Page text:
On 11 February 1861 President-elect Lincoln departed from Springfield to begin his inaugural journey to Washington, D. C. With Southern states seceding and President Buchanan refusing to act, Lincoln traveled to the nation’s capital facing a crisis that no president-elect before or since has ever had to address. During his journey through numerous cities and towns in seven states, Lincoln, in an attempt to reassure anxious Southerners and limit secession, avoided partisan rhetoric and provided few details on how he would deal with the unfolding crisis. Reports of a possible assassination attempt in Baltimore forced Lincoln’s train to arrive in Washington under a shroud of secrecy in the early morning hours of 23 February 1861.
Amid the upheaval and uncertainty caused by secession, Lincoln chose his cabinet and put the finishing touches on his inaugural address. His cabinet choices included several of his fellow contenders for the Republican presidential nomination: William H. Seward (Secretary of State), Salmon P. Chase, of Ohio (Treasury Secretary), Edward Bates, of Missouri (Attorney General), and Simon Cameron, of Pennsylvania (Secretary of War). Lincoln’s inaugural address, delivered on 4 March 1861, was conciliatory in tone, assuring Southerners that he would not interfere with slavery in states where it existed. He also affirmed that the government would enforce the fugitive slave law. On the other hand, Lincoln refused to recognize secession, arguing that it was lawfully impossible under the Constitution. He declared his intention “to hold, occupy, and possess the property, and places belonging to the government” within the states that had seceded. Lincoln’s address failed to stop the secession movement in the South.
Lincoln’s first two years in office were marked by military defeats, political controversy, and personal tragedy. On 13 April 1861, a little more than a month after Lincoln’s inauguration, the Civil War began when South Carolina troops bombarded and captured Fort Sumter in Charleston Harbor. In response to the Fort Sumter attack, President Lincoln asked the states for 75,000 militia troops to support federal armies, blockaded Southern ports, and called a special session of Congress on 4 July. On 27 April the president suspended habeas corpus along the lines of troop movement from Philadelphia to Washington, a measure that drew harsh criticism from Chief Justice Roger B. Taney and deeply troubled some of Lincoln’s own supporters. The first major conflict of the war occurred in mid-July at Bull Run Creek, near Manassas in northern Virginia. Expecting a decisive victory, Northerners were shocked when Union troops were soundly defeated. The stunning outcome of Bull Run foreshadowed the long and bloody war that was to come. Union victories in the Western theater under General Ulysses S. Grant were tempered by defeats and inaction in the East. On 27 July 1861 Lincoln placed General George B. McClellan in command of the Army of the Potomac. Although McClellan was popular with his troops and proved to be an efficient administrator, his overly cautious approach to engaging the enemy frustrated Lincoln, sapped the morale of the Northern public, and produced military stalemate. Lincoln had to contend not only with mounting casualties and defeats on the battlefield, but he had to deal with growing criticism of Mary Lincoln’s lavish spending on White House refurbishing and with the death of his second son Willie on 20 February 1862, probably due to typhoid fever.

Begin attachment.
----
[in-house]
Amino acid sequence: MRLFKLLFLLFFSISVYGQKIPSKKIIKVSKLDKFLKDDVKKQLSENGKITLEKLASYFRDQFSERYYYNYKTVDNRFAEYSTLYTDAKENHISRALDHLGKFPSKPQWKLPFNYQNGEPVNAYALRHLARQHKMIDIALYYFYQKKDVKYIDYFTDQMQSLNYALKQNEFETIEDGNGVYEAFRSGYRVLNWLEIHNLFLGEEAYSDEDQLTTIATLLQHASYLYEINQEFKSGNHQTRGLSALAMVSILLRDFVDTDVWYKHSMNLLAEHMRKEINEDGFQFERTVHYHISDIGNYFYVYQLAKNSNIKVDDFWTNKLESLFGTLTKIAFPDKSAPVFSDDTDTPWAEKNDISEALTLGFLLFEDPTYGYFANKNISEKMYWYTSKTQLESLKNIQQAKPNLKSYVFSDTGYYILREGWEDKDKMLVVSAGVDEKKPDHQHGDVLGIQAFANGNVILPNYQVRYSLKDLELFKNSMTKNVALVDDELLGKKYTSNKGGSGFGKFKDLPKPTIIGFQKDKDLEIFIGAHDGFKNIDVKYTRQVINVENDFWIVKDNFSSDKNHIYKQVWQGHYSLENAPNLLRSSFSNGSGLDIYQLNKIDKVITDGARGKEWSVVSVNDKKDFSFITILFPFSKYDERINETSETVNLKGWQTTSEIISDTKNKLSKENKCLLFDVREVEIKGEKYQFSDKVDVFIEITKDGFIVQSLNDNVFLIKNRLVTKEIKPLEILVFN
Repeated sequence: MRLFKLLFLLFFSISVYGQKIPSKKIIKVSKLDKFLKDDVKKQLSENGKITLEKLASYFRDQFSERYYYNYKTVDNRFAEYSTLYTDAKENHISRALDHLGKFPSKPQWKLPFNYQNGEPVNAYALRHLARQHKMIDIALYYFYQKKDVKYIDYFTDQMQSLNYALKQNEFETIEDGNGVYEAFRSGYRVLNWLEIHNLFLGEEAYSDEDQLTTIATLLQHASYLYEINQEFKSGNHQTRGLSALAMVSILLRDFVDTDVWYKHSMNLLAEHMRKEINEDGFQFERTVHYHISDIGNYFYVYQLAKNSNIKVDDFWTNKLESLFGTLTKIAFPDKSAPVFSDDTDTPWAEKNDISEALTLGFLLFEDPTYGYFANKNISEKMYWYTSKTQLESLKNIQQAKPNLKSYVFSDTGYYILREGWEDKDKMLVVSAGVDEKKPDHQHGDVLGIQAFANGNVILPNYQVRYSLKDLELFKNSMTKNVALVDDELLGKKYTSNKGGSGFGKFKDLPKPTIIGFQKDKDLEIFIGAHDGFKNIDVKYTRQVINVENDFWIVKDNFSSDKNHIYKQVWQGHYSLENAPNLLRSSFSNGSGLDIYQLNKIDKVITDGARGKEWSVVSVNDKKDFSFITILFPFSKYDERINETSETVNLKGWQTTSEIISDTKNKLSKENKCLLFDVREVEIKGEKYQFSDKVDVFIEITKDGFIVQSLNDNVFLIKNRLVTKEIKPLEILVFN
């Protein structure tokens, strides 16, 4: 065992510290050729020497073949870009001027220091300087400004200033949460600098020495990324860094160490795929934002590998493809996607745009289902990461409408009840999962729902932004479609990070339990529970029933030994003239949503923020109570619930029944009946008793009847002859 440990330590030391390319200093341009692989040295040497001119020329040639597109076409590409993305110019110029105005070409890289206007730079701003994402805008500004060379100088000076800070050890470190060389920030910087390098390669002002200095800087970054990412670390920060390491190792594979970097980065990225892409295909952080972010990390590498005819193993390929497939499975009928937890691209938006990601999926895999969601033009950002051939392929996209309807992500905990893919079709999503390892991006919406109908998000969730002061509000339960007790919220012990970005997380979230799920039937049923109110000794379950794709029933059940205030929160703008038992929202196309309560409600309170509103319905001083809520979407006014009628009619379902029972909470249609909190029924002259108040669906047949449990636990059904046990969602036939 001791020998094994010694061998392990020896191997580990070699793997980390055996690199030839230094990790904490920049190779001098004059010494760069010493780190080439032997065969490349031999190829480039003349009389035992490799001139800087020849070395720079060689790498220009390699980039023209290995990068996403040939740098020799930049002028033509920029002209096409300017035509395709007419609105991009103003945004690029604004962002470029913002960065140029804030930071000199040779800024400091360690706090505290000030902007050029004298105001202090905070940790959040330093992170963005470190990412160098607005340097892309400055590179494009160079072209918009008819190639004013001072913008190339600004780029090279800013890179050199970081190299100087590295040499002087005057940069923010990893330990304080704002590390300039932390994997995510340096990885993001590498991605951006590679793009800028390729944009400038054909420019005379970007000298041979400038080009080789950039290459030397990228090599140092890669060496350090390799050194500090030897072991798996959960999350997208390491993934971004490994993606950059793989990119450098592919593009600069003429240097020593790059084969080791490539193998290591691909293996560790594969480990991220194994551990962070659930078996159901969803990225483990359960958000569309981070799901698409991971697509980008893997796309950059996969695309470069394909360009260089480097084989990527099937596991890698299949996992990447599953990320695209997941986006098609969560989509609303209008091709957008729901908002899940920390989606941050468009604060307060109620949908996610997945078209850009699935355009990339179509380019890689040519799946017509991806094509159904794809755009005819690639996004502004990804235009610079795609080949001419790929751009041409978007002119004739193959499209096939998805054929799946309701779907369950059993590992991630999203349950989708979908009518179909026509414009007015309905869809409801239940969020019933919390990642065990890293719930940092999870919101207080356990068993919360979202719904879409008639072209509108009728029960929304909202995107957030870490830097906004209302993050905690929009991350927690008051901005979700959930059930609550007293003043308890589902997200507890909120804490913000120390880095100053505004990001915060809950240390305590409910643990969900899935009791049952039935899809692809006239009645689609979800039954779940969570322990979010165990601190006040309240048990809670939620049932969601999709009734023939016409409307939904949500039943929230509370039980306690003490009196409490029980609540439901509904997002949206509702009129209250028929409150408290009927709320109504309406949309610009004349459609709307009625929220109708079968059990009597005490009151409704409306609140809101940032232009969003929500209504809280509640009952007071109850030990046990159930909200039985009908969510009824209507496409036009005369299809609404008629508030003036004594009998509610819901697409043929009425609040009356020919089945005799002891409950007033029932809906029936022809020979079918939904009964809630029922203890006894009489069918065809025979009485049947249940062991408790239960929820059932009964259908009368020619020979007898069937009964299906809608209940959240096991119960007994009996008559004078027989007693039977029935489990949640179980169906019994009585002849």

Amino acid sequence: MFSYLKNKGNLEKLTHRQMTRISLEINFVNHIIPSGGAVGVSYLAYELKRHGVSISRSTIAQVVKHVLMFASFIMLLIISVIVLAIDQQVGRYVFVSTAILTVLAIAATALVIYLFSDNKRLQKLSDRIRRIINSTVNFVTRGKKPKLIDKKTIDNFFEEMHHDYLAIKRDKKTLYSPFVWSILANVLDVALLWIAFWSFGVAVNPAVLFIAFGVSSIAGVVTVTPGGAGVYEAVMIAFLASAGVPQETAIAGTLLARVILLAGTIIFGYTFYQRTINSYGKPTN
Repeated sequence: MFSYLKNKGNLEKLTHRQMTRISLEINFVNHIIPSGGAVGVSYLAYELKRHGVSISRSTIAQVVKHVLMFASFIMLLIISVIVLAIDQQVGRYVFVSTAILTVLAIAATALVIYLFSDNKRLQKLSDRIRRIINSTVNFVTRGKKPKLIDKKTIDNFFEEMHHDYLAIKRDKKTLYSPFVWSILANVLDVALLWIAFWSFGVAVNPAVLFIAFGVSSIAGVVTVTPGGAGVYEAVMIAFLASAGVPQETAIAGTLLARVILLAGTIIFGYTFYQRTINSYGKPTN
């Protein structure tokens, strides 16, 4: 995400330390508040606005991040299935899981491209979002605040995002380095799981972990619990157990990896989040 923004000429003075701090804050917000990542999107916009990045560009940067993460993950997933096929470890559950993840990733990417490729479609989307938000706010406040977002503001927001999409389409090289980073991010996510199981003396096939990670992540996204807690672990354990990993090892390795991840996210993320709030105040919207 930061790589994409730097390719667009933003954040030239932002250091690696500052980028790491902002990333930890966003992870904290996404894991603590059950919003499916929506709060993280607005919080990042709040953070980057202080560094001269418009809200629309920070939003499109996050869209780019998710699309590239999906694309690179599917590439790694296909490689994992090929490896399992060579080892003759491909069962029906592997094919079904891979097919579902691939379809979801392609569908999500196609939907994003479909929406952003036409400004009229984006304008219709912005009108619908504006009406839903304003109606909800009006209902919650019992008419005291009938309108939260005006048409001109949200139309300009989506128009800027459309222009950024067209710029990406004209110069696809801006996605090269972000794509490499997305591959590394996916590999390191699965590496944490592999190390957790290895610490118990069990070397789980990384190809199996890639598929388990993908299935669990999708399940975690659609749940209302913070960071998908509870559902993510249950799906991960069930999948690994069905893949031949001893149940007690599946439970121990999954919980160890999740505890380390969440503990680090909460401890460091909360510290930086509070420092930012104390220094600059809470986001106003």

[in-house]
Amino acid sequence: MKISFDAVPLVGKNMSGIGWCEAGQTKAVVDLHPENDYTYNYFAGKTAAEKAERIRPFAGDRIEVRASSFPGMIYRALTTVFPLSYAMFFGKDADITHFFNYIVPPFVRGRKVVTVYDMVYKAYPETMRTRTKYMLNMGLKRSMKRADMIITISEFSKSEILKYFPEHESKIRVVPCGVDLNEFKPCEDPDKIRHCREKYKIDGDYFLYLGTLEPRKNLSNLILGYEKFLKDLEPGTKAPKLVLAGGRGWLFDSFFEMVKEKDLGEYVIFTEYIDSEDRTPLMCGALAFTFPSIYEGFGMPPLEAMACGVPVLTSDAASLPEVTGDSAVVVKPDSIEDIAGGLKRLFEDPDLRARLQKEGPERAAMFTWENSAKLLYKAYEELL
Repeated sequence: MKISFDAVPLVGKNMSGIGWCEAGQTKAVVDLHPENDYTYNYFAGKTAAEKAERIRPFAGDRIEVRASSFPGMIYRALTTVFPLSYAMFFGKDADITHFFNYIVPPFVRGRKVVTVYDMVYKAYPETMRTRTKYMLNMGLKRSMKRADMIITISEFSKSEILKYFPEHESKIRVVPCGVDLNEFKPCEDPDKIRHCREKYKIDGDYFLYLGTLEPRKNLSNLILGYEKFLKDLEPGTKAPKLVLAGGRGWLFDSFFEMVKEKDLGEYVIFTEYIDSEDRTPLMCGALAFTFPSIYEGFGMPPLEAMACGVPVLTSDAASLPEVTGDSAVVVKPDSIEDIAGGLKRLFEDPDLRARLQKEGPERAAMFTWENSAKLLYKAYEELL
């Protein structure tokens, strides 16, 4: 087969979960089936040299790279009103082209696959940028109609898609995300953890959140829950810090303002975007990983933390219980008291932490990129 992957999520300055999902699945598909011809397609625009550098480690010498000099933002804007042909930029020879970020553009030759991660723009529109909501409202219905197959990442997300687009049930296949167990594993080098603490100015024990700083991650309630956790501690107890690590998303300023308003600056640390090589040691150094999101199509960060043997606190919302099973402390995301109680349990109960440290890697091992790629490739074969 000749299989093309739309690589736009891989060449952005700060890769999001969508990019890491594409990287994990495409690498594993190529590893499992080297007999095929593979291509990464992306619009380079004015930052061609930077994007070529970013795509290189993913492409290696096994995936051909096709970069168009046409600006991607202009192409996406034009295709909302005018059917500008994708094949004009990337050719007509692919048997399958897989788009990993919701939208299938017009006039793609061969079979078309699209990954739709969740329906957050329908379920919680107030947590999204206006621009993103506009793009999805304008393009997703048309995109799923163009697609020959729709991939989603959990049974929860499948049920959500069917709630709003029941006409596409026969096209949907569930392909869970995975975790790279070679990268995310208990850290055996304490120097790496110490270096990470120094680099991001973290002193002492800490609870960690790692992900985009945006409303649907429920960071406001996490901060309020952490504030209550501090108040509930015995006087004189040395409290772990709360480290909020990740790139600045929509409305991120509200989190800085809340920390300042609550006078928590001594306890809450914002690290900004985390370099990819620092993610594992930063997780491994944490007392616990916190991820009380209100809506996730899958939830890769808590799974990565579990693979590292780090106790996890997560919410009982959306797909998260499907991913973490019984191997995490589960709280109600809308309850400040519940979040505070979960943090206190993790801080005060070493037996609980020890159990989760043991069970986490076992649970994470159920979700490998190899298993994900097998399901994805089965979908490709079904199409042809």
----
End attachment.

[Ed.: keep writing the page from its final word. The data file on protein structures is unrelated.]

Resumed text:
Abraham Lincoln was morally opposed to slavery, but unlike abolitionists who called for immediate emancipation of slaves he believed that the president and Congress were prevented by the Constitution from interfering with the institution in states where it already existed. It was Lincoln’s view that if slavery could be contained and not allowed to expand into the territories, it would eventually die out. When the Civil War began, Lincoln, in an effort to hold border states within the Union and to support Unionist sentiment on the South, maintained that restoration of the Union, not emancipation of slaves, was the sole aim of the conflict. His approach to emancipation was gradual, and was linked with compensation to slaveholders and colonization of freed slaves outside the borders of the United States. His moderate approach to emancipation disappointed abolitionists and those in the Republican Party who agreed with them. But by the second year of the war Lincoln’s views on slavery and racial equality were rapidly changing. Profoundly affected by the mounting death toll, Lincoln began to view the conflict’s purpose as something higher than simply reuniting a divided country. With rising casualties, McClellan’s Virginia offensive stalled, enthusiasm for the war waning, and the need for recruits ever constant, Lincoln decided to emancipate slaves using his war powers as commander in chief (seizing what the enemy considered “property”), thus alleviating his constitutional concerns, and abandoned colonization and compensation. On 22 September 1862, several days following the bloody Union victory at Antietam, Lincoln announced that, effective 1 January 1863, slaves in Confederate-controlled areas would be free. The Emancipation Proclamation, signed by Lincoln on 1 January, transformed the war from a conflict that was fought solely to restore the Union to one that would restore the founding principles of American republicanism and represent a new birth of freedom. Lincoln was reported to have said when he signed the proclamation, “[I]f my name ever goes into history, it will be for this act.” The Emancipation Proclamation authorized the enrollment of black soldiers in the Union Army, which resulted in 180,000 black troops playing a vital role in the North’s victory over the Confederacy. Though it is unclear how many slaves were freed by the Emancipation Proclamation (since the federal government had no control over the areas affected), the measure proved Lincoln right, for it is considered his greatest achievement as president and one hailed by generations of Americans.